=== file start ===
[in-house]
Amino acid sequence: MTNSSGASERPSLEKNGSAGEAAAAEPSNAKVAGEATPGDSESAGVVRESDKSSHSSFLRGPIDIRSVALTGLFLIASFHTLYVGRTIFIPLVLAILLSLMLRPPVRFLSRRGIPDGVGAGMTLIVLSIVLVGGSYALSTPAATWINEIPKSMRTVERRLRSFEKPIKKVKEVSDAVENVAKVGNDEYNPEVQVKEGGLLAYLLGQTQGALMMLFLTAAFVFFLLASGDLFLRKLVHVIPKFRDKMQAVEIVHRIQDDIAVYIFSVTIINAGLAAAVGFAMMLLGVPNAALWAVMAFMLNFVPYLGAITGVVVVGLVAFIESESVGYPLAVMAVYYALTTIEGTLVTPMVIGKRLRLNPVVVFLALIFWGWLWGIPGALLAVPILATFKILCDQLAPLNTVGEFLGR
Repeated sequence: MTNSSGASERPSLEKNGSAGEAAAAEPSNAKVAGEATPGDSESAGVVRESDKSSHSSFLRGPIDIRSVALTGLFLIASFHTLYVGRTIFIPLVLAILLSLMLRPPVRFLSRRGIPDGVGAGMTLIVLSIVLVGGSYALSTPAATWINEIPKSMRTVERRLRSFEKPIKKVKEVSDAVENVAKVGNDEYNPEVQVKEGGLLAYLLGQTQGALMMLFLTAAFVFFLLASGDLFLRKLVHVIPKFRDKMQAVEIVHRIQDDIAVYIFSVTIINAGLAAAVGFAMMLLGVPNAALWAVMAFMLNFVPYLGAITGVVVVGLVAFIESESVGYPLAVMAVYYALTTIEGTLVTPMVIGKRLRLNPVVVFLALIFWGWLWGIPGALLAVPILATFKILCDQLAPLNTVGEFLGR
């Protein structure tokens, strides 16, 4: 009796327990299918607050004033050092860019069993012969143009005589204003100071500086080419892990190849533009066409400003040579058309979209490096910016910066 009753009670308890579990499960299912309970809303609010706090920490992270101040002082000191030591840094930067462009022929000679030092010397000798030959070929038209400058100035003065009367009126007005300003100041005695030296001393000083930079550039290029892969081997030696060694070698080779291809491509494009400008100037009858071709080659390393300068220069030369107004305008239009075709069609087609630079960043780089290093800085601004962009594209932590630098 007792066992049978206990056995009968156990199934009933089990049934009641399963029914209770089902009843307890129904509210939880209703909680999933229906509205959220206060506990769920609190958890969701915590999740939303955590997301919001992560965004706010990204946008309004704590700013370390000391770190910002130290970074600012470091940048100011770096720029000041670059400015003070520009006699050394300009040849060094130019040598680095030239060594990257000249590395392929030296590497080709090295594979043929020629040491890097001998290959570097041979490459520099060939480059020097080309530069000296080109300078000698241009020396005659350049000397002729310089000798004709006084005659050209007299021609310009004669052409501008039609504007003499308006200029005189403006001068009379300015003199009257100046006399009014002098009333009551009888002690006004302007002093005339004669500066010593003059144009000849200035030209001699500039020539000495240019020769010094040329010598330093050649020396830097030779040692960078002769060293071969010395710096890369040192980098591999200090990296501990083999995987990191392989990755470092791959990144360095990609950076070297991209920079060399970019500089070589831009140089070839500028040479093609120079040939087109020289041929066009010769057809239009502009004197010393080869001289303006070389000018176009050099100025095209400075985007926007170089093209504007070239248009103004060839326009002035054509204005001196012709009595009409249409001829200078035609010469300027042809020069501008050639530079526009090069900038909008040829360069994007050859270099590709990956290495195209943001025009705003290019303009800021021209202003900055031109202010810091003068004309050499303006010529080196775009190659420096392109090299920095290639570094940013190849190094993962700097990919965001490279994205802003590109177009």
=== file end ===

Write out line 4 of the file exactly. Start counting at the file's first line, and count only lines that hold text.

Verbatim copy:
């Protein structure tokens, strides 16, 4: 009796327990299918607050004033050092860019069993012969143009005589204003100071500086080419892990190849533009066409400003040579058309979209490096910016910066 009753009670308890579990499960299912309970809303609010706090920490992270101040002082000191030591840094930067462009022929000679030092010397000798030959070929038209400058100035003065009367009126007005300003100041005695030296001393000083930079550039290029892969081997030696060694070698080779291809491509494009400008100037009858071709080659390393300068220069030369107004305008239009075709069609087609630079960043780089290093800085601004962009594209932590630098 007792066992049978206990056995009968156990199934009933089990049934009641399963029914209770089902009843307890129904509210939880209703909680999933229906509205959220206060506990769920609190958890969701915590999740939303955590997301919001992560965004706010990204946008309004704590700013370390000391770190910002130290970074600012470091940048100011770096720029000041670059400015003070520009006699050394300009040849060094130019040598680095030239060594990257000249590395392929030296590497080709090295594979043929020629040491890097001998290959570097041979490459520099060939480059020097080309530069000296080109300078000698241009020396005659350049000397002729310089000798004709006084005659050209007299021609310009004669052409501008039609504007003499308006200029005189403006001068009379300015003199009257100046006399009014002098009333009551009888002690006004302007002093005339004669500066010593003059144009000849200035030209001699500039020539000495240019020769010094040329010598330093050649020396830097030779040692960078002769060293071969010395710096890369040192980098591999200090990296501990083999995987990191392989990755470092791959990144360095990609950076070297991209920079060399970019500089070589831009140089070839500028040479093609120079040939087109020289041929066009010769057809239009502009004197010393080869001289303006070389000018176009050099100025095209400075985007926007170089093209504007070239248009103004060839326009002035054509204005001196012709009595009409249409001829200078035609010469300027042809020069501008050639530079526009090069900038909008040829360069994007050859270099590709990956290495195209943001025009705003290019303009800021021209202003900055031109202010810091003068004309050499303006010529080196775009190659420096392109090299920095290639570094940013190849190094993962700097990919965001490279994205802003590109177009």